Telus Warns of Potential Cost Fallout If Canada Bans Huawei
(Bloomberg) -- Telus Corp. came out in defense of Huawei Technologies Co., saying the Chinese equipment maker has been good for Canada and that a ban on its 5G wireless network could potentially add to costs and delay its rollout.
The Vancouver-based telecom provider, the biggest user of Huawei equipment among Canadian carriers, said a 5G ban without compensation or other accommodations could lead to a “material” increase in the cost of Telus’s 5G deployment.
“Our partnership with Huawei over the past decade has been fruitful for Canada and fruitful for all Canadians,” Telus Chief Executive Officer Darren Entwistle said on a conference call with analysts Thursday. The partnership has allowed Telus to be “exceptionally innovative with our network deployment,” he said.
The comments from Telus -- the most vocal defense of Huawei so far from Canada’s big three carriers -- come amid rising political tensions between China and Canada following the arrest of the Chinese tech giant’s Chief Financial Officer Meng Wanzhou in December. Prime Minister Justin Trudeau is considering a ban on using Huawei gear in 5G networks. His government’s security review is ongoing, with no timeline set for a decision.
Entwistle said that the limitations on Huawei announced by U.K. and European telecom companies are focused on rationalizing the Chinese company’s equipment only in the core of their networks, which is the model that has been used by Telus over the past decade. The CEO also noted that Telus is seeing a “growing realization that the global supply chains of internationally sourced equipment must include a 5G security regime for all suppliers.”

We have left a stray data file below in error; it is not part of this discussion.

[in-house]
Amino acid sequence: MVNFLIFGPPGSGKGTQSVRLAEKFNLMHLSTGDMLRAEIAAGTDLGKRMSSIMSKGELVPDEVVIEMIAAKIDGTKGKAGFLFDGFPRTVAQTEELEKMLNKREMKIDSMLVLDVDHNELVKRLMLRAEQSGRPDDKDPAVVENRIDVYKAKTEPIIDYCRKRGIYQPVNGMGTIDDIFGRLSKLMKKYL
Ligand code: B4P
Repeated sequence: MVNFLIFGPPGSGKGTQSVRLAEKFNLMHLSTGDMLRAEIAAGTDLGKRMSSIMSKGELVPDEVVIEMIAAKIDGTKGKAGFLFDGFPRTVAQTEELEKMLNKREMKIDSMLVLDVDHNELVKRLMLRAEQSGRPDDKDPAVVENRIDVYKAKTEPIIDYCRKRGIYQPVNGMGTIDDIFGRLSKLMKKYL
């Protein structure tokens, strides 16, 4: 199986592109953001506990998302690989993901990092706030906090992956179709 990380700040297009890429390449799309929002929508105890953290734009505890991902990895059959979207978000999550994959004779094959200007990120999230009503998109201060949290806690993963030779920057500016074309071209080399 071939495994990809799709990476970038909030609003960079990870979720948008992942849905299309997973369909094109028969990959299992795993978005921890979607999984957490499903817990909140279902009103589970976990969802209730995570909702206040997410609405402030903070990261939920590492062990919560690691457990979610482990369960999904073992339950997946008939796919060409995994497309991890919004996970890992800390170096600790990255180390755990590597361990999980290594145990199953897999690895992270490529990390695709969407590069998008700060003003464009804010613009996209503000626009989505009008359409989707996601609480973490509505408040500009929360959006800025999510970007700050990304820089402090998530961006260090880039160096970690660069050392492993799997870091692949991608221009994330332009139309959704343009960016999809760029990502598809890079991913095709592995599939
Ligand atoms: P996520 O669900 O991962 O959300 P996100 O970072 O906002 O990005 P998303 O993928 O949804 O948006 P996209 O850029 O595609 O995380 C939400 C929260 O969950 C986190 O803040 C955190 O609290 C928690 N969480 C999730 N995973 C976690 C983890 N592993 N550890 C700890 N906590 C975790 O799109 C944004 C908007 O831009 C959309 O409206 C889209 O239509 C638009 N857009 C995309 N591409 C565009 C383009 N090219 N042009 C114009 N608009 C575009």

Entwistle said in the earnings call that Telus has not yet chosen a vendor for its 5G network and will be entering into a standard proposal process later this year.
Telus said it expects a decision on 5G in the coming months and that it’s continuing to work with the government. The company doesn’t expect 5G to be deployed commercially across Canada before the second half of 2020.
In building its national networks, Telus said it has worked closely with the government to “ensure robust protections across all equipment used” and complied with security protocols that limit Chinese equipment to less sensitive radio and antenna portions, while banning it from core operations. Telus said it has had no security incidents in a decade of working with Huawei on 3G and 4G networks.
Telus would be the Canadian carrier most exposed to a ban on Huawei 5G technology, followed by BCE Inc., RBC Capital Markets analysts Drew McReynolds and Caleb Ho said in a note in January.
BCE said on an earnings call last week that a Canadian ban on Huawei equipment wouldn’t affect its spending plans or the timing of its 5G rollout. Rogers Communications Inc., the third major telecom company in Canada, has already decided not to use Huawei equipment in 5G.
While the elimination of a major low-cost equipment supplier could increase the risk of higher prices for Canadian telecom operators, “any such cost inflation can be mitigated by each operator altering the pace of what will be a long multiyear 5G deployment,” RBC said.
Entwistle said that any costs that may arise from a ban on Huawei will be managed adeptly and the firm will focus on ensuring that it doesn’t impact the timing of when Telus brings 5G to market.
“Depending on the scope of a government decision including a potential supplier ban, we may see an incremental non-recurring financial cost that we will manage it that way,” he said. “It’s important to note that we also risk diluting Canada’s global leadership and wireless network performance and excellence only to a concentrated supply chain if that eventuality comes to fruition.”
©2019 Bloomberg L.P.